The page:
University of Saskatchewan PhD candidate Nazanin Charchi and her research team in the Department of Biological and Chemical Engineering are investigating how to minimize losses of fruits and vegetables by regulating emissions of ethylene in controlled agricultural environments.
Each year, more than one billion metric tons of fruits and vegetables are harvested globally to feed the world’s population of people and animals. There is, however, produce that is not consumed. What about fresh food that is sitting in a greenhouse or storage environment, waiting to be distributed to other locations?
These food resources can cause significant environmental effects. The carbon footprint of food produced and not consumed has been ranked as the third top greenhouse gas emitter.
“The annual loss of fresh fruit by ethylene damage is estimated at 30 per cent, and vegetable losses reach as high as 40 to 50 per cent, leading to considerable economic loss,” Charchi said.
Ethylene plays an important role in greenhouses, storage and warehouse facilities. It’s used as a plant hormone to speed up the growth and ripening process in greenhouses or growth chambers.
However, after a certain level of exposure, ethylene causes physical and chemical changes in fruits and vegetables that result in quality and production losses before and after harvest.
“Despite the significant progress in increasing food production at the global level, approximately half of the population in developing regions does not have access to adequate food supplies,” Charchi said. “There are many reasons for this, one of which is food losses in the post-harvest and distribution network.”
With the scientific support of the Canadian Light Source (CLS) and synchrotron facilities on the U of S campus, Charchi and her team have developed a “state-of-the-art technology for the removal of ethylene from air with minimum energy consumption.”
The process can convert ethylene emissions into CO2 and H2O at room temperature, effectively purifying the air surrounding fresh food — a process referred to as advanced oxidation. The team estimates that using their process to preserve fresh produce would reduce air treatment costs by 40 per cent.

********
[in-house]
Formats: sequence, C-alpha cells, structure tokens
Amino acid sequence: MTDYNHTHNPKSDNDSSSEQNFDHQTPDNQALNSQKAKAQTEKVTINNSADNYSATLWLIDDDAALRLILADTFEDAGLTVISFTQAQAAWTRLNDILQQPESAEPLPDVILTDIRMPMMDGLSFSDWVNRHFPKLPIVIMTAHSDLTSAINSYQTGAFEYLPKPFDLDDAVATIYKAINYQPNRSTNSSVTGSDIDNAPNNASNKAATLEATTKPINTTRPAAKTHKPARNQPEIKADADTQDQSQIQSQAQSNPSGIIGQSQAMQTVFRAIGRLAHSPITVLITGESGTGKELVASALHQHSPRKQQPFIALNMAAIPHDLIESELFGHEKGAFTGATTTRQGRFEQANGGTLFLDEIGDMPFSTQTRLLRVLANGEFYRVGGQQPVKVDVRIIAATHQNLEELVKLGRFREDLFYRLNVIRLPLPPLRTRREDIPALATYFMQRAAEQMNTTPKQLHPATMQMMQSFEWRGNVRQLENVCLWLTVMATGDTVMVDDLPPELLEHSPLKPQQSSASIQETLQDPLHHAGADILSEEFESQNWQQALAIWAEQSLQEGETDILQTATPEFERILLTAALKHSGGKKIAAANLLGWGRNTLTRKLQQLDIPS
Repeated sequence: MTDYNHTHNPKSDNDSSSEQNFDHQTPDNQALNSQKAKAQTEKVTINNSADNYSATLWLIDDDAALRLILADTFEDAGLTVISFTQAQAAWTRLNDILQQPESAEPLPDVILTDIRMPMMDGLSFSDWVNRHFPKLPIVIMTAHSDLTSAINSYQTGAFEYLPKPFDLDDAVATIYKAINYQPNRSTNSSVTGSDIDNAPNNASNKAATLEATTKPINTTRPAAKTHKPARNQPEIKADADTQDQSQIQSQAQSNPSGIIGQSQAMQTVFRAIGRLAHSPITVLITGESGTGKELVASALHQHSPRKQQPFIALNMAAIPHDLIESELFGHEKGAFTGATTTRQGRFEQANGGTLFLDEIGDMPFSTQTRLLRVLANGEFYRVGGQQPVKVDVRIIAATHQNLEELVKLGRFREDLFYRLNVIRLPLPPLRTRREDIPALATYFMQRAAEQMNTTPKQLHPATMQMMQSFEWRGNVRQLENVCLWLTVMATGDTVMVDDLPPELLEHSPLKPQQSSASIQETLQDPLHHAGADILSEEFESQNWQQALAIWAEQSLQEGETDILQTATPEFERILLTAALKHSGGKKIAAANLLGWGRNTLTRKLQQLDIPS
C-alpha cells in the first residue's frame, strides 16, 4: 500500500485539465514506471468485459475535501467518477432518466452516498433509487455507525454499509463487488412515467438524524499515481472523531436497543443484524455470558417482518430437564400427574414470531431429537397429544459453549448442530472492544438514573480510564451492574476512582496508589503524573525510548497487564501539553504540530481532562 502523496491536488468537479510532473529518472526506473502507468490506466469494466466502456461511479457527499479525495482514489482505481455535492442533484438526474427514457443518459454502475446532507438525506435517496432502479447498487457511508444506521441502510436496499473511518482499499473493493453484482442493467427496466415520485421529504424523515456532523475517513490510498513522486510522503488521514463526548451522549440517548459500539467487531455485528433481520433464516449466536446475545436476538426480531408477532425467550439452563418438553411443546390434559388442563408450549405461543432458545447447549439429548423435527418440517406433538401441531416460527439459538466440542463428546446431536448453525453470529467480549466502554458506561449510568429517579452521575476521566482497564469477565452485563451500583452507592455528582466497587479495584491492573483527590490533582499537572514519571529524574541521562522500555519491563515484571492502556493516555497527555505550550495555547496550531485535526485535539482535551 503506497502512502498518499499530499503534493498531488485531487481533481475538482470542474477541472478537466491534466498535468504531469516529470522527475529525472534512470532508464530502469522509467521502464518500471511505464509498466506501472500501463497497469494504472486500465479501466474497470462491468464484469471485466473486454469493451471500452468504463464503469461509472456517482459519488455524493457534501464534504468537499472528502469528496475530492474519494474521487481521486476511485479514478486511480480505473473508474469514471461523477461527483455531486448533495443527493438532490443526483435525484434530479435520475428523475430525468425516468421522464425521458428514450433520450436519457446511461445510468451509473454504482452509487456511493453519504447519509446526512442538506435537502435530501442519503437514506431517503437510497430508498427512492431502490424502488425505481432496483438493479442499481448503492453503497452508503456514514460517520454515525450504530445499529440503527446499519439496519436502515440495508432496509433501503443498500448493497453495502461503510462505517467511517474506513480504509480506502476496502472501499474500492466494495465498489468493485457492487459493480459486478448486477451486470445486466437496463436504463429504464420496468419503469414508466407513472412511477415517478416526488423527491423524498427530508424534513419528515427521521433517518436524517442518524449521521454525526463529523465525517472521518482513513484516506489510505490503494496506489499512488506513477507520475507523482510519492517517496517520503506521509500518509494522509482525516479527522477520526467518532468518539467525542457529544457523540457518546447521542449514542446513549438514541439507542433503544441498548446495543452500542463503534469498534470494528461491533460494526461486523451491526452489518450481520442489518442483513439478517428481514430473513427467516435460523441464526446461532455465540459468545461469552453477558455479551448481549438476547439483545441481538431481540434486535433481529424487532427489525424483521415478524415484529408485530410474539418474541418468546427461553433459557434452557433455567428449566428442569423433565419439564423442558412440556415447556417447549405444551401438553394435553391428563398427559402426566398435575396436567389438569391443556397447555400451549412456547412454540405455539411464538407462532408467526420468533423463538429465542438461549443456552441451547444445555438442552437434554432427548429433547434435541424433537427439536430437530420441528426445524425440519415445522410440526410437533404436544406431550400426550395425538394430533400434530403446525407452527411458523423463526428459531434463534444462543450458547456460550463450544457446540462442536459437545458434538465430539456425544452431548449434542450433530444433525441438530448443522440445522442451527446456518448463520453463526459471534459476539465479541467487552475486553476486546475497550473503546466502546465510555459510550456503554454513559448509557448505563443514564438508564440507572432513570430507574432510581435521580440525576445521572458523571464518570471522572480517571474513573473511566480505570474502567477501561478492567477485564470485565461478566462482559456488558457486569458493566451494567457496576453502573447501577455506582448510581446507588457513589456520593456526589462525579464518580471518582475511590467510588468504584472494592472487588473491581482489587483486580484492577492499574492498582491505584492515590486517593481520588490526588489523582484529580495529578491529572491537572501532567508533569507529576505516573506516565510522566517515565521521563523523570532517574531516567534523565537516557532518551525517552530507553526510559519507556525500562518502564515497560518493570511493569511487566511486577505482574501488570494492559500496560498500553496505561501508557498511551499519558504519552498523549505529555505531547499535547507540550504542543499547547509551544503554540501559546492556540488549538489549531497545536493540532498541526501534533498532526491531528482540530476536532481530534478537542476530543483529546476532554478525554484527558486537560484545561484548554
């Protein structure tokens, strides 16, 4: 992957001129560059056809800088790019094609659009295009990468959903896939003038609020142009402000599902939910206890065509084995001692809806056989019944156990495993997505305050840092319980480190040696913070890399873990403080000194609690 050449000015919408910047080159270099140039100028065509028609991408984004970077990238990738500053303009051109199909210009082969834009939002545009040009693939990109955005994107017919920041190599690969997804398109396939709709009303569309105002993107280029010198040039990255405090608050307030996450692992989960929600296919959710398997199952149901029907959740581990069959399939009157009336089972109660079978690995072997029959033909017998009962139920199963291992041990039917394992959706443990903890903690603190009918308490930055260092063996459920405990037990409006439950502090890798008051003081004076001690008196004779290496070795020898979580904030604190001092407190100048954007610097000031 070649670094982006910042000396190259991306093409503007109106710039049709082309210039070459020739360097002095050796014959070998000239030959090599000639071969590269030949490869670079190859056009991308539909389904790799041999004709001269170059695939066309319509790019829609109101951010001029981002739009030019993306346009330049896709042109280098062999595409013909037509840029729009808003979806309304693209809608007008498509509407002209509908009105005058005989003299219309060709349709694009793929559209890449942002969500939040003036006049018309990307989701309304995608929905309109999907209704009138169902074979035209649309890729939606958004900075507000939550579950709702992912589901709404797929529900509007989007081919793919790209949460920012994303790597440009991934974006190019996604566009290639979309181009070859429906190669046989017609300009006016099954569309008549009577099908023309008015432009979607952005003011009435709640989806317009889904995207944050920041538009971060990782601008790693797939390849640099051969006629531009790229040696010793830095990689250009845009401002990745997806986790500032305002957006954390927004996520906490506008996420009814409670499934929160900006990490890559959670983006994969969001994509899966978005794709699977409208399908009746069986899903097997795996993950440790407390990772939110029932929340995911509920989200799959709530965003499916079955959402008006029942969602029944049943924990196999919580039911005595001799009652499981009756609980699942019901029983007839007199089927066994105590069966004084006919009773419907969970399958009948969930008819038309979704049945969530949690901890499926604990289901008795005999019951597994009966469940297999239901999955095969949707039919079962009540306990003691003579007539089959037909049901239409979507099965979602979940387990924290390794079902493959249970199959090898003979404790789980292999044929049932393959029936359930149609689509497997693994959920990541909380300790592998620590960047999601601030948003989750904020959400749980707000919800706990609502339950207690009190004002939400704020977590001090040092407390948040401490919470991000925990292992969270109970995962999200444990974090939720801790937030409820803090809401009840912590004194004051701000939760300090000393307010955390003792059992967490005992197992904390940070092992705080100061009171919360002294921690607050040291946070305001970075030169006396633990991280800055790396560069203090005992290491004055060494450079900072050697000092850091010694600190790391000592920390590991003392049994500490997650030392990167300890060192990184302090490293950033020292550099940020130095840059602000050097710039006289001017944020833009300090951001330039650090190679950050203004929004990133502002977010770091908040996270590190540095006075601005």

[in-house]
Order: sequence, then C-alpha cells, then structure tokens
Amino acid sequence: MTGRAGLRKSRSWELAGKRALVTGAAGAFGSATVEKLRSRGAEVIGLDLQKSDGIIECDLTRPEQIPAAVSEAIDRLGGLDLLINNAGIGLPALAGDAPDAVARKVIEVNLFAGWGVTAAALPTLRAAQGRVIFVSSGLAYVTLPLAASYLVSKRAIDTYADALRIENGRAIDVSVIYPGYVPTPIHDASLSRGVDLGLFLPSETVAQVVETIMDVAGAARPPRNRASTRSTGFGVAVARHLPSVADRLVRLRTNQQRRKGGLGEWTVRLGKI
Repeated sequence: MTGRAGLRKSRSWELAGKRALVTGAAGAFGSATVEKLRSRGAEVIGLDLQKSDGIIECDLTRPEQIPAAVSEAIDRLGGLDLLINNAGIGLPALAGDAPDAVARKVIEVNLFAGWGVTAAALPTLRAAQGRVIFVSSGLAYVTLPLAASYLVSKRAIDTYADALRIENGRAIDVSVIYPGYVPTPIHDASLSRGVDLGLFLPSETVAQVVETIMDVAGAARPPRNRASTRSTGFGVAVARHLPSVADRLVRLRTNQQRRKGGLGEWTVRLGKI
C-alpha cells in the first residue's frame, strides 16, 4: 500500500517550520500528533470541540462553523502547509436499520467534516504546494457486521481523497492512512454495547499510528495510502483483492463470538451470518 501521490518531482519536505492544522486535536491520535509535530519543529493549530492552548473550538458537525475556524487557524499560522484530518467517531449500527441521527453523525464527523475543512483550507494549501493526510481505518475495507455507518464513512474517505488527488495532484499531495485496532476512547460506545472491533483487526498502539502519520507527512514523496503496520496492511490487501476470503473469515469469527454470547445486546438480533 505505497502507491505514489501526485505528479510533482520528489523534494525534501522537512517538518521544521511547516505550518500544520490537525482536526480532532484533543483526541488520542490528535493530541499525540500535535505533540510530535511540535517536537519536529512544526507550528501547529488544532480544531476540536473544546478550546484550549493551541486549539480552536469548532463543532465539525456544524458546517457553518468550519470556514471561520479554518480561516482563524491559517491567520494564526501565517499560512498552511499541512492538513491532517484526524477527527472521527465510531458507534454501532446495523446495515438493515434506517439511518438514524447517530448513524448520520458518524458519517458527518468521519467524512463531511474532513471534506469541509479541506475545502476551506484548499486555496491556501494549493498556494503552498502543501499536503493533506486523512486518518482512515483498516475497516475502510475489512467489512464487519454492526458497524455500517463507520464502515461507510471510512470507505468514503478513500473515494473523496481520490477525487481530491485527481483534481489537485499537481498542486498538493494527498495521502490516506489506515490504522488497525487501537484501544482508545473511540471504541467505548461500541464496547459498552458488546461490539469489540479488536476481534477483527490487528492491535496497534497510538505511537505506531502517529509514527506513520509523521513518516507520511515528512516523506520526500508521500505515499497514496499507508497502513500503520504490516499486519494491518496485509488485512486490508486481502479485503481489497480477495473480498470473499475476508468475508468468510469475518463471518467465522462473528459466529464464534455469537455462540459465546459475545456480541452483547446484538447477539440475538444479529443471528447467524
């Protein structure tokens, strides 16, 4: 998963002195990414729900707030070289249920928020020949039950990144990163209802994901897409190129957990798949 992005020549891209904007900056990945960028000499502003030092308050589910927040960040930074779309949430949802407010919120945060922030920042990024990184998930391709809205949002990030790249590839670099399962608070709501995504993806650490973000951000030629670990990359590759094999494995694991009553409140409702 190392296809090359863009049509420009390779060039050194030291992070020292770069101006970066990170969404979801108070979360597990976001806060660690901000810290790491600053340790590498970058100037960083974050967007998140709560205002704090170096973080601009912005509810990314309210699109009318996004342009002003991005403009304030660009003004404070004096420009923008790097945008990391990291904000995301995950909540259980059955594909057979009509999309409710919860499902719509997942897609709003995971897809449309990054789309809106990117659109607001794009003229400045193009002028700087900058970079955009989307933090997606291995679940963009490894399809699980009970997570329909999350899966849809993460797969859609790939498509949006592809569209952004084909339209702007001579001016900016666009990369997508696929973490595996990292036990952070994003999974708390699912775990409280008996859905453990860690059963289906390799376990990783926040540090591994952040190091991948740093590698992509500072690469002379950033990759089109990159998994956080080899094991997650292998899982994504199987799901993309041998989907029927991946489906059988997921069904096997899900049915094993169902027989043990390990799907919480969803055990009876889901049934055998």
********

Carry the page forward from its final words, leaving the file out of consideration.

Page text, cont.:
Improving living conditions
“Reducing the waste after harvest, especially in developing countries, can be a sustainable solution to increase food availability, reduce greenhouse gas emission, and improve farmers’ living conditions,” Charchi said.
The team is working with CLS to build an ethylene-removal unit for installation in fruit and vegetable growth chambers and storage facilities. They hope to commercialize their ethylene-removal process and operational unit for global use. Smart-farming and the development of indoor ecosystems is the future of food security, Charchi said.
“Because of increasing population and environmental instability, providing a more stable, sustainable, and predictable food supply is a critical issue, especially for countries with a harsh climate condition.”
Developing technology that can support high levels of automation and reliability in farming activities will ensure agricultural production continues amid shifting environments and the effects of climate change that threaten food security.
It is also possible that similar processes could be developed in the future to remove mold, bacteria or other substances from produce storage areas, along with ethylene.
“By considering the amount of water used to grow these agricultural commodities and the greenhouse gas emissions this (process) wastes, it is crucial to reduce post-harvest fruits and vegetable loss,” Charchi said.
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